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On 10 Dec 1998 12:46:38 GMT, Daan Hubert wrote:
>I've been wondering why an electron (negative charge) does not fall onto
>the nucleus (positive charge).
Quantum mechanics models it something like this: The electron does
not orbit the nucleus, rather its position from moment to moment
follows the behavior of a standing wave. Its excitation level depends
on how many integer waves comprise the standing wave. Thus its orbit
is akin to a resonance.
The electron cannot merge with the nucleus because the low-mass
electron does not have the energy needed to be restricted to such a
small volume as the nucleus. The uncertainty principle, broadly,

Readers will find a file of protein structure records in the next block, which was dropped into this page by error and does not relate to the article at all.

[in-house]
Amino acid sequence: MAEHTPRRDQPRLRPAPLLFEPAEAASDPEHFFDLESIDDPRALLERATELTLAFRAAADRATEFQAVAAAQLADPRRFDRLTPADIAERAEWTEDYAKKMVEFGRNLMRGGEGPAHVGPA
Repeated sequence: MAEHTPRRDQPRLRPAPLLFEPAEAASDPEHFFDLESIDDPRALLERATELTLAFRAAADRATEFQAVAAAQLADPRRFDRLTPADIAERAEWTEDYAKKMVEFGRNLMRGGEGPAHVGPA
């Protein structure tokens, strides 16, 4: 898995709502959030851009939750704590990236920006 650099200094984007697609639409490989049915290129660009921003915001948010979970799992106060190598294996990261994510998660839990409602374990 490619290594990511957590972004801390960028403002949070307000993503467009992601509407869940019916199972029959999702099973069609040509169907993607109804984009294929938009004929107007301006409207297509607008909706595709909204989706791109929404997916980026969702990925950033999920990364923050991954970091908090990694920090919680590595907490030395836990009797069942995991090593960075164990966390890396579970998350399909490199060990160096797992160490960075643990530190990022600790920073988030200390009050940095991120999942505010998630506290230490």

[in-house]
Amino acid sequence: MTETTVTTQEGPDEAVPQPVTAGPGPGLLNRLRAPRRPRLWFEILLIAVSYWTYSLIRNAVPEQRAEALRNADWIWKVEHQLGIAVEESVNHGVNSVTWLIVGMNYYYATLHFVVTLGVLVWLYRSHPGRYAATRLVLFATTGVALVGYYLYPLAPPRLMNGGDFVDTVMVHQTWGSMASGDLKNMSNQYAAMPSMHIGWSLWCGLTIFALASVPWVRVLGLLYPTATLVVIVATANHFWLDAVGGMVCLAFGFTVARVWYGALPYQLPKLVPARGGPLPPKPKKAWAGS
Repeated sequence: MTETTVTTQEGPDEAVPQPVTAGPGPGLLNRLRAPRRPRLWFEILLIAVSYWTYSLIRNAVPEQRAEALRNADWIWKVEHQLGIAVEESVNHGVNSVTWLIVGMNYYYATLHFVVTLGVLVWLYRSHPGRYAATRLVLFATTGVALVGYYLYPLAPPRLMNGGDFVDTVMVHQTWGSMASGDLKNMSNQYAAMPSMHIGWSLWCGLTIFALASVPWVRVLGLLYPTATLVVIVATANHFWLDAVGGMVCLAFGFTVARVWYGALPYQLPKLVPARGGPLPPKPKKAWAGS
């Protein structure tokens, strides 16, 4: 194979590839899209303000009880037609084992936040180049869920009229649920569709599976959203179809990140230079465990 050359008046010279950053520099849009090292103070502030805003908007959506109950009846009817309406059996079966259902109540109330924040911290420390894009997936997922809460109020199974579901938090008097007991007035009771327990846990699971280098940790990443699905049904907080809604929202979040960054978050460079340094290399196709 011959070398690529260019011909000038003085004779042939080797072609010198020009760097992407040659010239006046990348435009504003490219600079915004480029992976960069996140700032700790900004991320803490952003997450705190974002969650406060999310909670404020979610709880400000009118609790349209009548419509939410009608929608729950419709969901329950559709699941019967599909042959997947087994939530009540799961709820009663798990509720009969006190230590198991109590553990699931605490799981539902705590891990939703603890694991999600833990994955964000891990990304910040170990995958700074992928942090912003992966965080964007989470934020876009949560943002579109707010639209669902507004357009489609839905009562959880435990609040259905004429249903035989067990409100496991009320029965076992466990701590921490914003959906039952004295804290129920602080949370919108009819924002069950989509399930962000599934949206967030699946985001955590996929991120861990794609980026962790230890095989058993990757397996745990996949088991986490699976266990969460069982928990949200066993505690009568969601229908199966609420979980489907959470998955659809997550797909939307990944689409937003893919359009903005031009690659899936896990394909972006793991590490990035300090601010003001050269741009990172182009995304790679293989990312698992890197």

allows your precision of positionality and momentum to have a minimal
product. The electron's standing wave is in accordance with the
uncertainty in position (which is aligned with energy). If the
electron were suddenly to be absorbed by the nucleus, its uncertainty
in position would be grossly reduced -- thus can only be achieved by a
large infusion of energy to allow its uncertainty in momentum to
greatly increase. This does not happen except in most extraordinary
Oh well, clear as mud eh?